Ethiopia rivals urged to seize moment for peace

Ethiopia rivals urged to seize moment for peace
The Ethiopian government has not formally commented on the Tigrayan stance but has previously said it was ready for unconditional talks brokered by the African Union ‘anytime, anywhere.’ (AP)
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Updated 12 September 2022

Ethiopia rivals urged to seize moment for peace

Ethiopia rivals urged to seize moment for peace

NAIROBI: The international community on Monday urged warring sides in Ethiopia to seize the moment for peace after Tigrayan rebels said they were ready for talks led by the African Union to end almost two years of brutal warfare.

There has been a flurry of diplomatic efforts to push for negotiations after fighting flared in northern Ethiopia in late August for the first time in several months, torpedoing a humanitarian truce and cutting off aid deliveries to war-stricken Tigray.

Tigrayan authorities said Sunday they were “prepared to participate in a robust peace process under the auspices of the African Union,” after previously rejecting AU mediation and saying they wanted Kenya to lead any talks.

“We are ready to abide by an immediate and mutually agreed cessation of hostilities,” Tigray’s regional government said in a statement coinciding with Ethiopia’s new year.

The government has not formally commented on the Tigrayan stance but has previously said it was ready for unconditional talks “anytime, anywhere,” brokered by the AU, which is headquartered in Addis Ababa.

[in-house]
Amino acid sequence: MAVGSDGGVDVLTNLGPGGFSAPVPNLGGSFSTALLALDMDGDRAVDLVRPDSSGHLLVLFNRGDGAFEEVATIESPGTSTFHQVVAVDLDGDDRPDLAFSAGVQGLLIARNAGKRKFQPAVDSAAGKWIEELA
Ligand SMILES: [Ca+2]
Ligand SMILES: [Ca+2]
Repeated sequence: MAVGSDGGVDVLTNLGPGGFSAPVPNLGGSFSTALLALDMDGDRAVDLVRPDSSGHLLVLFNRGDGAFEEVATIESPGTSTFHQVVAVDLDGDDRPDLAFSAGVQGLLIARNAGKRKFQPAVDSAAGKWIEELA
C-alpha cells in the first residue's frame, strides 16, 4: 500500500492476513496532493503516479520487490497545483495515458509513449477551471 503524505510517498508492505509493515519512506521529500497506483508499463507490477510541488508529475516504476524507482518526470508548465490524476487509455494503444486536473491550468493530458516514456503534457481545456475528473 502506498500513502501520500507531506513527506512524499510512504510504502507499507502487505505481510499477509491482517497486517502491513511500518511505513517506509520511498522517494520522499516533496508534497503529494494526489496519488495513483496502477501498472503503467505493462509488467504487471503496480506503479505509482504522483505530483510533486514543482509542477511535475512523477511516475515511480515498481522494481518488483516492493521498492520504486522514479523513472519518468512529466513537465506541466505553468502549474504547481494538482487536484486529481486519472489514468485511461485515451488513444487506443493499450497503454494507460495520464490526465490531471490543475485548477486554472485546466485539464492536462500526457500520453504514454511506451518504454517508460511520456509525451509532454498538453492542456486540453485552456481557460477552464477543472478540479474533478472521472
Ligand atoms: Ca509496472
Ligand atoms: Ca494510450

The Tigray People’s Liberation Front had until now vehemently opposed the role of the AU’s Horn of Africa envoy Olusegun Obasanjo, protesting his “proximity” to Ethiopian Prime Minister Abiy Ahmed.

Untold numbers of civilians have been killed since the war erupted in Africa’s second most populous country in November 2020, and the fighting has left millions of people across northern Ethiopia in need of emergency aid.

UN Secretary-General Antonio Guterres urged “the parties to seize this opportunity for peace and to take steps to end the violence definitively and opt for dialogue.”

AU Commission chief Moussa Faki Mahamat also welcomed the development as a “unique opportunity toward the restoration of peace” and urged “both parties to urgently work toward an immediate ceasefire, engage in direct talks.”

Similar messages were issued by US Secretary of State Antony Blinken and EU foreign policy chief Josep Borrell.

“We call on the country’s leaders to put Ethiopia on a path that ends the suffering and achieves a lasting peace,” Blinken said in a statement.

Ethiopia’s international partners were ready to support the peace process, he said, but added: “Eritrea and others should cease fueling the conflict.”

Fighting has raged on several fronts in northern Ethiopia since hostilities resumed on August 24, with both sides accusing the other of firing first and breaking a March truce.

The TPLF also accused Ethiopia and neighboring Eritrea — whose forces were involved in the early phase of the war — of having launched a massive joint offensive on Tigray on September 1.

Access to northern Ethiopia is severely restricted and it is not possible to verify what is happening on the ground.